Using the Recipes

The recipes were written focused on those with a mild Traumatic Brain Injury as a way to support occupational therapy suggestions around cooking to provide key brain skills, and good nutrition.

WHY USE IT?

Pros of cooking when you’ve got a mild TBI:

  • Following a recipe requires you to concentrate, follow instructions, remember what you have done, avoid dangers, manage your time and organise yourself.
  • You have something healthy to eat at the end of it!
  • It gives you a sense of achievement in your day.
  • You need to make a shopping list, i.e. organisation.
  • Going shopping – find quieter shops or times of day to go.  Focus on just what you have to get and don’t look around at ‘deals’ being advertised.  Buy only what is on your list!
  • Eating these recipes will give you a diet high in nutrients for your brain’s health.
  • You can take on more complex recipes as you build confidence challenging your cognitive skills.
  • It can help your motivation to cook one meal.
  • Make it social and cook for your friends.
  • It challenges other cognitive issues such as brain flexibility where another person distracts your attention and you have to return to the task.  Decision making on alternative foods and motivation to get the meal made are more benefits.

Cons of cooking with a mild TBI:

  • Going shopping – this is a hazard for many with a mild TBI with lights, sounds, information overload, people to avoid and interact with.  Don’t get distracted by the information overload, this is all about focus and being mindful during the task at hand.
  • Hazards such as ovens and gas stoves for burns.  Buy some forearm length oven gloves! Move slowly and mindfully, check & re-check several times that you have turned off the gas.
  • The dish goes wrong – I’ve had soup without stock, chocolate cake without chocolate and a squash bake that I forgot to set, so I ate squash sludge.  You have to laugh and enjoy the unusual taste!

 

Here are some tips to help you use the cooking posts.

Food Posts

  • I include a rough time estimate for preparation & cooking of the dish, a brief summary of the nutritional benefits of the dish and what symptoms they aid.  This is a rough guide only and recommended daily allowances may not be exact.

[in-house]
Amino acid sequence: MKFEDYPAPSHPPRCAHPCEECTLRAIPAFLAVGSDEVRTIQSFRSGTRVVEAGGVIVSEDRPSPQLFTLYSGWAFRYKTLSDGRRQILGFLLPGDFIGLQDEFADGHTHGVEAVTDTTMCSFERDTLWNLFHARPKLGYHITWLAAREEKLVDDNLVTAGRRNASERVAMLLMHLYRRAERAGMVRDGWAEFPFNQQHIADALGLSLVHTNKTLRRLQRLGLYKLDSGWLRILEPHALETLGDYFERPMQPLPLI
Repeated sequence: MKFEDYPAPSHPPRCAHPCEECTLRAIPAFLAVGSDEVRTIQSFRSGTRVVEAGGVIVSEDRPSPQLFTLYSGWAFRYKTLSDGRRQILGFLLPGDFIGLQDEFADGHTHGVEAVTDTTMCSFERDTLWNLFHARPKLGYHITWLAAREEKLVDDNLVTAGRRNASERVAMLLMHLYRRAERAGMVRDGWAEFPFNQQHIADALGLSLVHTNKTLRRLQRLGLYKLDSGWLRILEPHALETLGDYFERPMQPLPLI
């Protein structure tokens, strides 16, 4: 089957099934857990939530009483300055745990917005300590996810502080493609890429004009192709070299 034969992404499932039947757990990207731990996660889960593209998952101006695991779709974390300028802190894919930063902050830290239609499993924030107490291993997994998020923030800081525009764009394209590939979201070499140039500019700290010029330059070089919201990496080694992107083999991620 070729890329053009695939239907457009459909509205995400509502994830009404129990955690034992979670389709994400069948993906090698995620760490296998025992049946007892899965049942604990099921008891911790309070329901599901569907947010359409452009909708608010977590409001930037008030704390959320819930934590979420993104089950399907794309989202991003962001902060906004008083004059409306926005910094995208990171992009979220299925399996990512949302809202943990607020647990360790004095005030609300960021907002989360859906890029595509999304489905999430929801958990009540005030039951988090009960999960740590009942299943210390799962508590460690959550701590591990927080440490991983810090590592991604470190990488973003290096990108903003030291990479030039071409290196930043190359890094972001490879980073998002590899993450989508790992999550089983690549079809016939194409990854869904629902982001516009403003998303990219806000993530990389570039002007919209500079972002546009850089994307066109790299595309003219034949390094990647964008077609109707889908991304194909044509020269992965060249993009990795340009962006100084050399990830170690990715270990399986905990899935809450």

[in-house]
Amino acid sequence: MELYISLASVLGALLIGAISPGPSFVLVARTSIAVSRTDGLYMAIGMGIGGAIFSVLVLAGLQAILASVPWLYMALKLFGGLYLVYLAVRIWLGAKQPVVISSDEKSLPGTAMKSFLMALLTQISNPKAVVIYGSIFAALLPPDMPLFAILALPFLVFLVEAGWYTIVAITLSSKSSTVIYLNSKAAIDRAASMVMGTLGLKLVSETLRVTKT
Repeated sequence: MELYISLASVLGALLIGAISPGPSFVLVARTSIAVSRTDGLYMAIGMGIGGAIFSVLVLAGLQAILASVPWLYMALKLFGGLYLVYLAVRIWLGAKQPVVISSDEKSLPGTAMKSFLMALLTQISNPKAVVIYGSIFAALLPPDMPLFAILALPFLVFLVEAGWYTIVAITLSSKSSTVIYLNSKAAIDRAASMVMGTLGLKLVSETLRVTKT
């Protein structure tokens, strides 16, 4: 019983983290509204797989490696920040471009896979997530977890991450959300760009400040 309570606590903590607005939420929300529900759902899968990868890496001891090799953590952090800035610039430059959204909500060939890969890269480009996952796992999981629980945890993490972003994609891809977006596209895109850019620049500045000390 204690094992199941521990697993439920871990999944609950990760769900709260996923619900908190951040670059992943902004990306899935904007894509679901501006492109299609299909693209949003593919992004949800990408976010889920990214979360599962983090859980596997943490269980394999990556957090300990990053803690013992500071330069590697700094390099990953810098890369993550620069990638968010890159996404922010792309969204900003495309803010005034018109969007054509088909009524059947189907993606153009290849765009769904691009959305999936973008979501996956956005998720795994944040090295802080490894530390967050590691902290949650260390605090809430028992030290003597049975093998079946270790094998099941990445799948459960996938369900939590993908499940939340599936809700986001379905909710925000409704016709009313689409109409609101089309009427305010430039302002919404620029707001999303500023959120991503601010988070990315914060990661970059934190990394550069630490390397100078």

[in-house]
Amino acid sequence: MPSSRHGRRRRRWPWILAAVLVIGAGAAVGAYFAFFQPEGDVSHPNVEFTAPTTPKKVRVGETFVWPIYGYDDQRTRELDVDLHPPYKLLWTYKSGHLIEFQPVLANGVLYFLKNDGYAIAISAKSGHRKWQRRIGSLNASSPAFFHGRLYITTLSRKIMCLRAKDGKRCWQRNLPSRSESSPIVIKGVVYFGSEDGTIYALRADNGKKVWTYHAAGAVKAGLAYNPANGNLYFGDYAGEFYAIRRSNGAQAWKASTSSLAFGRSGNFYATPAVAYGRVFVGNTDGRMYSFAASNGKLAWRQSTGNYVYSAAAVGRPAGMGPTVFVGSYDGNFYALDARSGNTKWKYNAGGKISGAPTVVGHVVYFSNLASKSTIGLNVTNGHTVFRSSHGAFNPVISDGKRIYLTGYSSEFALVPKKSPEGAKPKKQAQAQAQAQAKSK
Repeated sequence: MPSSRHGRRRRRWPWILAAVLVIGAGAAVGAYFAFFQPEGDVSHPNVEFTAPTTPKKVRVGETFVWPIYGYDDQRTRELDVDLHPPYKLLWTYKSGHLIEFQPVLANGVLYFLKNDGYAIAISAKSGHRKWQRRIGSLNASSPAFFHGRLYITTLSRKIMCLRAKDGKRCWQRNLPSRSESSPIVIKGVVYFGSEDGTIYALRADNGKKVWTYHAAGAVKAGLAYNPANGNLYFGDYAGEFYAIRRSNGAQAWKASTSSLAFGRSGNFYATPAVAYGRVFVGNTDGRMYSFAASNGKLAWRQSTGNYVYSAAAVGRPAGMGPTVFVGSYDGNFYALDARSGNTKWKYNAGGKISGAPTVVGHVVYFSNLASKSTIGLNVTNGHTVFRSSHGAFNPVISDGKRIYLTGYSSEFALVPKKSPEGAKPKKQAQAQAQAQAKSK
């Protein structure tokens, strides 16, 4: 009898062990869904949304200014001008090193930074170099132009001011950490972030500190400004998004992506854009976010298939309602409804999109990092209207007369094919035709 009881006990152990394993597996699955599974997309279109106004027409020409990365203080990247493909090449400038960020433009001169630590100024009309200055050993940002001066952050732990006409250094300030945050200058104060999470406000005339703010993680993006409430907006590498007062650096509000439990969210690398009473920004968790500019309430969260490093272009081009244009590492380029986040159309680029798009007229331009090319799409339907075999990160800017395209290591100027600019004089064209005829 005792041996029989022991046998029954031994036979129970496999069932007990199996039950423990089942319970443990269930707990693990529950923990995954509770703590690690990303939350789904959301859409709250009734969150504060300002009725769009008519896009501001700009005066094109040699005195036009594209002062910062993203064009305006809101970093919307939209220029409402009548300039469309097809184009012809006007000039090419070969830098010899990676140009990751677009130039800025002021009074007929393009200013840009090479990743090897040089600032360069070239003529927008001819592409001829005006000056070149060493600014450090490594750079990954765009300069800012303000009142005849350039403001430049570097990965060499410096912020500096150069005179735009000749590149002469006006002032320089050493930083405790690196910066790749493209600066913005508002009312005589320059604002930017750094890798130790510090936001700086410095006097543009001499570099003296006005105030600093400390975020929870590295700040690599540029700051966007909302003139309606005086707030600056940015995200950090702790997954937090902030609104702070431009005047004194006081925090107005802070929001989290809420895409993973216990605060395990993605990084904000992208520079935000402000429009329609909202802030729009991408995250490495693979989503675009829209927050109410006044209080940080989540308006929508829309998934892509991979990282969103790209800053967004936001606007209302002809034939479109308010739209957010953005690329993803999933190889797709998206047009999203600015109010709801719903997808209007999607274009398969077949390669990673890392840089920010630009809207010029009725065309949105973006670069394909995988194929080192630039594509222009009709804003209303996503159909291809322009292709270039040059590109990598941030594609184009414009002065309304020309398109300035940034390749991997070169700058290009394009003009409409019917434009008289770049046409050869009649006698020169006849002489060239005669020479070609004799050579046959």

• Posts are tagged and categorised to help you find recipes.
  • Tags – search for nutrient, symptom, meal type or level of cooking challenge.
  • Categories – when searching by category the results show all recipes in that category.  This helps for dietary restrictions, symptoms & meal types.
  • Difficulty: Dishes are categorised into: compile, simple, some work, challenge and complex.   I’m lazy so most will be simple or at most some work!
  • Dietary requirements: I have included standard dietary requirements, but please ask for recipes with a particular focus & I will create new categories to deal with this.
  • Exercises: Try them and then try them a few more times!  They take practice.

PAGES

  • These pages are for information only from what I have researched online or been told by my doctors.  There may be inaccuracies and further research is required into the claimed benefits of many nutrients.  Your comments are welcome and I urge these pages to grow!
  • The “Symptom Nutrient” page lists which nutrients help with which symptom(s), e.g. insomnia – vitamin B-6.
  • The “Nutrient Food” page for the foods high in that nutrient, e.g. Vitamin B-6 – yellow fin tuna.

Cooking TIPS

  1. Pick your dish according to your requirements – symptom, dietary, meal type. 
  2. Prepare a shopping list of what you need – look in your cupboards & the ingredients list. 
  3. Prepare the ingredients before you do any cooking.   Organise them into measured piles so you can clearly see all the ingredients.   Check the ingredients list & your piles several times to make sure that you got them all.  It will help you see if you forgot to put something in.
  4. Make sure that you have enough time and feel awake enough to make sure that you’re safe. 
  5. Take your time & don’t put yourself under any pressure; it’ll be ready when it’s ready.
  6. Take breaks throughout when you need to.  Turn off the stove to prevent burning it or a fire. 
  7. Be safe – check the gas, the oven, wear BIG oven gloves & use oven proof dishes. 
  8. Be mindful whilst you cook – it is your only focus & all else can fade away!

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